By Tia Schwab
Stanford biology professor Gretchen Daily ’86 M.S. ’87 Ph.D. ’92 prompted Chinese leaders to propose a new national park system with her nationwide assessment of China’s ecological resources.
The study identified five critical ecosystem services for China, including flood control, sandstorm control, water provision, stabilization of soil and biodiversity. The team identified priority areas for these services along the Yangtze River, Min-Zhe-Gan and the Wuyi mountains, as well as Nanling and parts of Yunnan.
Many of these areas were not protected before Daily conducted research. The new national park system is expected to be formally proposed to national Chinese leadership this summer and will aim to promote biodiversity as part of China’s 21st-century ecological initiative.
“It’s a historic moment in the evolution of Chinese civilization,” Daily said. “It’s marked by a recognition that the singular focus on mainstream economic growth over the last century has come at a tremendous cost.”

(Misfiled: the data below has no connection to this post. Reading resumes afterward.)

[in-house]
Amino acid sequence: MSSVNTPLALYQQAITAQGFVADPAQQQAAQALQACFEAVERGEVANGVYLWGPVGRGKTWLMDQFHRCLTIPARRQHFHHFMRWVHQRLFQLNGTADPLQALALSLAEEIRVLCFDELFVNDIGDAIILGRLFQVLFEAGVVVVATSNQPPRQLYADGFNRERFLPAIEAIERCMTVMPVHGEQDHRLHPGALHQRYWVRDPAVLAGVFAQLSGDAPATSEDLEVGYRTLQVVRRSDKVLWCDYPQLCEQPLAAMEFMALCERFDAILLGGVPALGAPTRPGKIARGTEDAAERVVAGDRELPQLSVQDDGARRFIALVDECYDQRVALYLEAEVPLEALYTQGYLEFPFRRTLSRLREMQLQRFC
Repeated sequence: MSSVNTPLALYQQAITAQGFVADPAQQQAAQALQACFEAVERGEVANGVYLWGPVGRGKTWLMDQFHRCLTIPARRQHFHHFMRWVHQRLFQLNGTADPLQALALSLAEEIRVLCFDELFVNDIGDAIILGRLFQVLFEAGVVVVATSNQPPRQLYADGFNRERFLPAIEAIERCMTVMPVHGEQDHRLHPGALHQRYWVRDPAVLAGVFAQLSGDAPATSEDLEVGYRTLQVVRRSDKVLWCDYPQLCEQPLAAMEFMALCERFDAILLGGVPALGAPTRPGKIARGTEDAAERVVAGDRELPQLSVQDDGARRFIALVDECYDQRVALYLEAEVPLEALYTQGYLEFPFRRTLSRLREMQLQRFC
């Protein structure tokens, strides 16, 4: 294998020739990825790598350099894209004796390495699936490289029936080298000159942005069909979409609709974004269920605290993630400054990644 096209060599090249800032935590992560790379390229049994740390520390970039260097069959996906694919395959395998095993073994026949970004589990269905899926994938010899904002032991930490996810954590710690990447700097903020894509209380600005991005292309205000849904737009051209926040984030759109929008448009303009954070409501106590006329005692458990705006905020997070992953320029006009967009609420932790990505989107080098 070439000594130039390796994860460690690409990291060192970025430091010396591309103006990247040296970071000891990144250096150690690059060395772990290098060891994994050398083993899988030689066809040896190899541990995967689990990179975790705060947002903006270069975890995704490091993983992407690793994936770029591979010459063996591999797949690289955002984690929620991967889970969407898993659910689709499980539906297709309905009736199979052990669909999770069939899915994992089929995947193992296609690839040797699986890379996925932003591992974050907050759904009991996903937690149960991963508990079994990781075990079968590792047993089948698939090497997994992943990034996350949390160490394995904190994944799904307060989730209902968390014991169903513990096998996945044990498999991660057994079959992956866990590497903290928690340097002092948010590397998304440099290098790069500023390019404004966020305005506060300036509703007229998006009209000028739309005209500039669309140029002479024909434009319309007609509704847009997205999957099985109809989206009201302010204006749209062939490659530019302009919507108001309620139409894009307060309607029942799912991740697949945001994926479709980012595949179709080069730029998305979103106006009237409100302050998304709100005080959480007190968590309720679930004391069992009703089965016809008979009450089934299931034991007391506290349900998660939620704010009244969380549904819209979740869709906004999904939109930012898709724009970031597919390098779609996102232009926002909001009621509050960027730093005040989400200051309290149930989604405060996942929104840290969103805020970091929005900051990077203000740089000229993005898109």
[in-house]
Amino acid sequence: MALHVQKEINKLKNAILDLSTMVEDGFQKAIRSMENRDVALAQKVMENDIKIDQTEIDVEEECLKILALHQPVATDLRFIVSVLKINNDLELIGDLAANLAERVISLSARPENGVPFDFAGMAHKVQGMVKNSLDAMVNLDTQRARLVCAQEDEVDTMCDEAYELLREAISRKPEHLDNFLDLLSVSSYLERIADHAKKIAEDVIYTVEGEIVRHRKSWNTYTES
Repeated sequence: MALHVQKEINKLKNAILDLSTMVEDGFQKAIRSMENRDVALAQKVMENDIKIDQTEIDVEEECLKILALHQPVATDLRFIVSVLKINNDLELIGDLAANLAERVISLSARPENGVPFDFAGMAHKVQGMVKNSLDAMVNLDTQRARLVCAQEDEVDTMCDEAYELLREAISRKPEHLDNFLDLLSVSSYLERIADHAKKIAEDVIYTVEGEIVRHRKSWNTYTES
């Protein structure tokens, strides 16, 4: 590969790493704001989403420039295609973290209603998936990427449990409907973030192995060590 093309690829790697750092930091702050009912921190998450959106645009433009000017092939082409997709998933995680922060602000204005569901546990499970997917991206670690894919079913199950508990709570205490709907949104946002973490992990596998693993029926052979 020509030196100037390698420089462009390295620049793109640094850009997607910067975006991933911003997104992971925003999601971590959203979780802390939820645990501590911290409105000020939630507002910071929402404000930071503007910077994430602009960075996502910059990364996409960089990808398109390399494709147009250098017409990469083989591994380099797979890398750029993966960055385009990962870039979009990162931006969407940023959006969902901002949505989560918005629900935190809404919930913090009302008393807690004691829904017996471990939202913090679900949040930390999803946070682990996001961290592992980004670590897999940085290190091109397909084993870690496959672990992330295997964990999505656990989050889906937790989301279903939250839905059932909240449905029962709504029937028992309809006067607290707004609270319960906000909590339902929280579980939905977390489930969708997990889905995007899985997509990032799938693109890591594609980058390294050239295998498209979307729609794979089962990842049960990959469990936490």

The study used eco-mapping software developed by the Natural Capital Project, which identifies areas of ecological importance around the world to motivate “greater and more targeted natural capital investments.”
In her statement to Stanford News, Daily emphasized that the goal of the Natural Capital Project is not to “put a price tag on nature.” Instead, the project aims to identify priority conservation areas so that national governments can integrate the value of nature into all major decisions, such as policy regarding land use, planning and development.
“Today, nature is too often ignored,” Daily said. “It’s sometimes held up as infinitely valuable, and more typically we say it’s not valuable at all, and give it a score of zero in cost-benefit analysis.”
The Natural Capital Project is a collaboration among Stanford, the University of Minnesota, the Nature Conservancy and the World Wildlife Fund, with funding from the Ministry of Finance of China, the Paulson Institute, the Heren Foundation, the Natural Capital Project and the National Science Foundation. Daily co-founded the Natural Capital Project with Steve Polasky, professor of ecological and environmental economics at the University of Minnesota. Polasky is also a co-author of the China study.
Daily says China is also making changes at the local level to promote environmentally healthy decisions. She hopes other countries will follow China’s lead.
“What we’ve developed could be readily adapted and mainstreamed across all countries,” Daily said. “That’s the ultimate dream here.”
Contact Tia Schwab at kbschwab ‘at’ stanford.edu.